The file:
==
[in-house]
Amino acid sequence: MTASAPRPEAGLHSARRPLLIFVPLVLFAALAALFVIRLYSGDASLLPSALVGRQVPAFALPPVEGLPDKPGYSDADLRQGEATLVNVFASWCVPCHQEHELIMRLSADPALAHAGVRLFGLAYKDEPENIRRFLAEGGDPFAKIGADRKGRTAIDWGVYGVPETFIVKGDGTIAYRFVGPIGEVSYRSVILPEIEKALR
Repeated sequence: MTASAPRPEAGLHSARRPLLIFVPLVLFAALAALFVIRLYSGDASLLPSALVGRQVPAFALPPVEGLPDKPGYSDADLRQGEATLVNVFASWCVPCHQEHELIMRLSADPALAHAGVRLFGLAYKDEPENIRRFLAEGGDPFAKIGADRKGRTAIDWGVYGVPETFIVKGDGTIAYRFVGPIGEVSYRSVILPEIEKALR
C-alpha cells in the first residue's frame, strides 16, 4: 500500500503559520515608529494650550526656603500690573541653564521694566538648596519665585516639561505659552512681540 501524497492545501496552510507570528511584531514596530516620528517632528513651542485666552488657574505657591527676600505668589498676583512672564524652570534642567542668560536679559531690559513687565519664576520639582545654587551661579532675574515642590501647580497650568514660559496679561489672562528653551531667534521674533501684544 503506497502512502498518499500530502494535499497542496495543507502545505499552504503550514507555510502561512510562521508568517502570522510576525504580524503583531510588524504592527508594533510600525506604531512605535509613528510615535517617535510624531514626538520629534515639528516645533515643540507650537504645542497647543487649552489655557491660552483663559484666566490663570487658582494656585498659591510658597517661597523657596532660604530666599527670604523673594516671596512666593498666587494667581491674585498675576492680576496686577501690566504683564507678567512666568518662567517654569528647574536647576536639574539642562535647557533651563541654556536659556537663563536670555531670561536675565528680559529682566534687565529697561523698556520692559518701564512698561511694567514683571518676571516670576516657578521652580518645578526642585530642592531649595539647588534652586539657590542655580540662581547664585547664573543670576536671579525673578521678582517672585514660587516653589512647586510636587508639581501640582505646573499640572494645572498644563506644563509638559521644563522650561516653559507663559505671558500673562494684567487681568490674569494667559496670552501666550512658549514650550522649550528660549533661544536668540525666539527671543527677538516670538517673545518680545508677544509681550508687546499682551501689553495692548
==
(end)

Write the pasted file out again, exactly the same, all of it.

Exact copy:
[in-house]
Amino acid sequence: MTASAPRPEAGLHSARRPLLIFVPLVLFAALAALFVIRLYSGDASLLPSALVGRQVPAFALPPVEGLPDKPGYSDADLRQGEATLVNVFASWCVPCHQEHELIMRLSADPALAHAGVRLFGLAYKDEPENIRRFLAEGGDPFAKIGADRKGRTAIDWGVYGVPETFIVKGDGTIAYRFVGPIGEVSYRSVILPEIEKALR
Repeated sequence: MTASAPRPEAGLHSARRPLLIFVPLVLFAALAALFVIRLYSGDASLLPSALVGRQVPAFALPPVEGLPDKPGYSDADLRQGEATLVNVFASWCVPCHQEHELIMRLSADPALAHAGVRLFGLAYKDEPENIRRFLAEGGDPFAKIGADRKGRTAIDWGVYGVPETFIVKGDGTIAYRFVGPIGEVSYRSVILPEIEKALR
C-alpha cells in the first residue's frame, strides 16, 4: 500500500503559520515608529494650550526656603500690573541653564521694566538648596519665585516639561505659552512681540 501524497492545501496552510507570528511584531514596530516620528517632528513651542485666552488657574505657591527676600505668589498676583512672564524652570534642567542668560536679559531690559513687565519664576520639582545654587551661579532675574515642590501647580497650568514660559496679561489672562528653551531667534521674533501684544 503506497502512502498518499500530502494535499497542496495543507502545505499552504503550514507555510502561512510562521508568517502570522510576525504580524503583531510588524504592527508594533510600525506604531512605535509613528510615535517617535510624531514626538520629534515639528516645533515643540507650537504645542497647543487649552489655557491660552483663559484666566490663570487658582494656585498659591510658597517661597523657596532660604530666599527670604523673594516671596512666593498666587494667581491674585498675576492680576496686577501690566504683564507678567512666568518662567517654569528647574536647576536639574539642562535647557533651563541654556536659556537663563536670555531670561536675565528680559529682566534687565529697561523698556520692559518701564512698561511694567514683571518676571516670576516657578521652580518645578526642585530642592531649595539647588534652586539657590542655580540662581547664585547664573543670576536671579525673578521678582517672585514660587516653589512647586510636587508639581501640582505646573499640572494645572498644563506644563509638559521644563522650561516653559507663559505671558500673562494684567487681568490674569494667559496670552501666550512658549514650550522649550528660549533661544536668540525666539527671543527677538516670538517673545518680545508677544509681550508687546499682551501689553495692548